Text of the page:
Song- I’ts Beginning To Look A Lot Like Christmas
Growing up in the 1970’s and early 80’s in the New Jersey suburbs I remember a lot of things about this time of year. Back then you would not dream of decorating your house until after Thanksgiving. Same with the decorations in the towns themselves. Usually the Department Of Public Works in each town would do one final curbside leaf pickup, and you would then see them switch gears and concentrate on putting up Holiday lights and signs. When a little elevation was called for in decorating the town tree (which every town had) or for putting “Seasons Greetings” or “Happy Holidays” banners over Main Street, the volunteer Fire Department would help out. Now where I grew up, in Demarest, New Jersey we had just a handful of stores-a deli, a pizza place, a liquor store, a stationary, a hair salon, a yarn shop, a bank, and that is about it. Before mall culture kicked in and effectively killed off Main Street we would have to go to neighboring towns like Englewood or Closter that had more of a choice of stores. Actual merchants that specialized in one thing rather than one stop mega stores were the reality. So you had a book store, a music store (Flip Side Records in Closter, how I miss you!), shoe stores, tailors, dress shops, hardware stores and many more. In those days there were also still five and ten shops on most Main Streets, or as everyone more appropriately referred to them, five and dime shops. Before discount outlets this was the place you went to buy household staples at a good price. The one thing all these stores had in common was they all decorated their store fronts for Christmas. For some it was just a simple set of lights around the windows, while others like the five and ten went all out and did window displays. Toys of all types and gadgets for the grown ups were scattered among the artificial tree and snow. Lights twinkled and blinked in red, green, blue and clear. Animated figurines became lifelike. Toy train sets chugged their way through it all, and I could not leave until I followed it around on the complete circuit. It brought great joy, and like a lot of other things we do at Christmas, it often became an annual tradition and you would make sure you went every year. Fans of “A Christmas Story” know the opening scene well, with children excitedly pressing faces against the glass in admiration.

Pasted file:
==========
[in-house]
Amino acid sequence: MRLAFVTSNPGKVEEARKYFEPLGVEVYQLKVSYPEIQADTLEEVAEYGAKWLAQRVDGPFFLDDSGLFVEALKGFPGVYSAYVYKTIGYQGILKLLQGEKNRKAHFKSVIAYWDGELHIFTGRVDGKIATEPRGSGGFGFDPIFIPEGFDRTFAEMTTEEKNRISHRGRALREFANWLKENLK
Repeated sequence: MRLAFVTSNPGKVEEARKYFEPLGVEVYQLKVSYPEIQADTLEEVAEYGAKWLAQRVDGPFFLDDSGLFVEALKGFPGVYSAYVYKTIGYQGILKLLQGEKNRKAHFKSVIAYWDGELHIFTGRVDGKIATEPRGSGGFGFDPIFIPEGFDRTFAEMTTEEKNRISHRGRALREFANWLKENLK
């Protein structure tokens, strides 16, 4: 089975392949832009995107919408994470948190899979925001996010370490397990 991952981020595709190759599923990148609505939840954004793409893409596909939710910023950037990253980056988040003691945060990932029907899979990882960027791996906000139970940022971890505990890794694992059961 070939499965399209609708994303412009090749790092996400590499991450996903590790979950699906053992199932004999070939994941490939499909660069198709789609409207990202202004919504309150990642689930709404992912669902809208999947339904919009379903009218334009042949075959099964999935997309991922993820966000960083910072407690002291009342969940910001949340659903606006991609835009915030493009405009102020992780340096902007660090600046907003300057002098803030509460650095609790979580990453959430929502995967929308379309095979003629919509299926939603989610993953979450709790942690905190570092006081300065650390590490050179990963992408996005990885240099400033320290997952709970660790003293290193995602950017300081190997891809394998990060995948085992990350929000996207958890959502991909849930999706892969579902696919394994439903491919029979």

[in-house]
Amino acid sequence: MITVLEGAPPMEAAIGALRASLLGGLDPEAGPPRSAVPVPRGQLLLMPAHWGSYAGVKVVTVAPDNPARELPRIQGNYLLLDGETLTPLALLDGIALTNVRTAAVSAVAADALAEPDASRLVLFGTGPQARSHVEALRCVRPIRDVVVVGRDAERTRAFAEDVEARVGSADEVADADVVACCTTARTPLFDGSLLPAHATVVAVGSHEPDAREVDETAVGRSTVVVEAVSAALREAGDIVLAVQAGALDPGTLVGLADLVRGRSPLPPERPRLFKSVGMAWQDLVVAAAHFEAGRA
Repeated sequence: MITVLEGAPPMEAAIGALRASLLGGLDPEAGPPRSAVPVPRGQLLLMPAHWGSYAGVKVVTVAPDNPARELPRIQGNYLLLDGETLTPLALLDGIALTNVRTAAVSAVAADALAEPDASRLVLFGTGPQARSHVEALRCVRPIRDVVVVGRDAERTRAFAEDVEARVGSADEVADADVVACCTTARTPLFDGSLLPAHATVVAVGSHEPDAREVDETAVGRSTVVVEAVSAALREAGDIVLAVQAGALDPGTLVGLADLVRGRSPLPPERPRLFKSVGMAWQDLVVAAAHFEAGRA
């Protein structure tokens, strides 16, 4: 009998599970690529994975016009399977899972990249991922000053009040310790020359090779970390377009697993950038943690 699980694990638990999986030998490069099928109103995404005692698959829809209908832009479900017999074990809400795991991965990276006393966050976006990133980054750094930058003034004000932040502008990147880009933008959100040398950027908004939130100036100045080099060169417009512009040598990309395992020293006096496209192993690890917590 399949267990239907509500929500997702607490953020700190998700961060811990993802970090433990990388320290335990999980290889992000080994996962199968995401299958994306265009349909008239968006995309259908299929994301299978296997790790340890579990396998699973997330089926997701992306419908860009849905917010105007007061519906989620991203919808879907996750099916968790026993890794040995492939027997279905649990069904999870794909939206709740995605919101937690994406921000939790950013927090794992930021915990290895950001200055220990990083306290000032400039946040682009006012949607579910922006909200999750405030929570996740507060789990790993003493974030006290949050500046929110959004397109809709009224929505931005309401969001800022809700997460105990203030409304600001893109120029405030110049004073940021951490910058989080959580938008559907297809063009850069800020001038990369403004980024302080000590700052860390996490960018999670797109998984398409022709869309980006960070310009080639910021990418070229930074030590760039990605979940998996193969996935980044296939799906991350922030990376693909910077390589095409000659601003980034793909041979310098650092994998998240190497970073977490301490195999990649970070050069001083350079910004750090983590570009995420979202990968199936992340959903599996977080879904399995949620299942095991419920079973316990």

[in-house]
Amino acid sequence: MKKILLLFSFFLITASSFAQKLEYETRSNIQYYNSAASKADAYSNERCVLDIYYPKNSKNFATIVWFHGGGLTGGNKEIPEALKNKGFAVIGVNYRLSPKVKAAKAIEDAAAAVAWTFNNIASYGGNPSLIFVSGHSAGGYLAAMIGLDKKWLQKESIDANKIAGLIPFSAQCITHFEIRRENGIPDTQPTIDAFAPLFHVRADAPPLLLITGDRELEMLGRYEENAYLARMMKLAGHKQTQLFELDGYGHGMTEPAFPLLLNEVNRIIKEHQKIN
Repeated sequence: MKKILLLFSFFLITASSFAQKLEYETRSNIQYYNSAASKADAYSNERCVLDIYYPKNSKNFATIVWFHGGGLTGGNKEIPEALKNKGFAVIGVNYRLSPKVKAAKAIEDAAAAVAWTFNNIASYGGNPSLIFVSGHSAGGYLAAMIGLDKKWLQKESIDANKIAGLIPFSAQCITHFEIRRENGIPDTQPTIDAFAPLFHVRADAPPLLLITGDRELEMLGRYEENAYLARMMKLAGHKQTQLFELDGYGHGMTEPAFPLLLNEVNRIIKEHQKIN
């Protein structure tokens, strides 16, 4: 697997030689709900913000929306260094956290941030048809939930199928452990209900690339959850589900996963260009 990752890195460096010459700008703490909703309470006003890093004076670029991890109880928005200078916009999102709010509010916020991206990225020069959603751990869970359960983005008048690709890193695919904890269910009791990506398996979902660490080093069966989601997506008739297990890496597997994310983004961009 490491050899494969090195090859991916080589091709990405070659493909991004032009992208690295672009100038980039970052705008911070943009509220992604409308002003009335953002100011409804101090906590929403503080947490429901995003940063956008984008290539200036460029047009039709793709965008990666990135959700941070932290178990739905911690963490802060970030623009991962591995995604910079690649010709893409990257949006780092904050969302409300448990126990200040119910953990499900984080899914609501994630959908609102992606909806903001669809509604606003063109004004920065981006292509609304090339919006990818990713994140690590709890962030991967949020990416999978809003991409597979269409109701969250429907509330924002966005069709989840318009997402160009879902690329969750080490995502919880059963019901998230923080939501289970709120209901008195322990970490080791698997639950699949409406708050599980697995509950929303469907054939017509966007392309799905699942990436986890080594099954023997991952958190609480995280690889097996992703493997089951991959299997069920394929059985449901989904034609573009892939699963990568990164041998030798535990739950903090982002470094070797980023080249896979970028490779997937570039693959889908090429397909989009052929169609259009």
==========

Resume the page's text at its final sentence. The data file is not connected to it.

Nowadays though, Main Street is vanishing, and it is harder to find places (other than the big stores like Macy’s) that still do Christmas windows. But occasionally you still see a store that does it up in grand style like the old days. The toys and gadgets have changed, but people still stop and look. Last night I walked past one such store here in my neighborhood that still do window displays year round. Christmas time is of course the biggest and brightest display they do. It was cold and rainy, and as I stood there snapping photographs, and trying to get the best angle and view, occasionally having to wipe off the lens from the falling rain I was struck by how many people stopped to look despite the weather.
Like I mentioned in Part 3 of this Christmas series, it was another moment of calm and peacefulness of sorts in the craziness of Christmas. I noticed a few people who stopped to look go inside the store. I like to think they had never seen the store before and were drawn in by the window display. It reminded me of when I was younger and people did the same thing in small towns. Though I know it will never fully return to that time, I am thankful for occasional reminders like that. Of course music also preserves these types of memories, and the opening verse of It’s Beginning To Look A Lot Like Christmas touches on all of this quite nicely. I thought about using Bing Crosby’s classic version of this song, but then realized how much I enjoyed Dionne Warwick’s version over the years. So the honor goes to Miss Dionne Warwick for today’s Christmas Soundtrack Of A Photograph.
P.S. Big thanks to my wife for song help on this one!
It’s Beginning To Look A Lot Like Christmas- Written By Meredith Wilson
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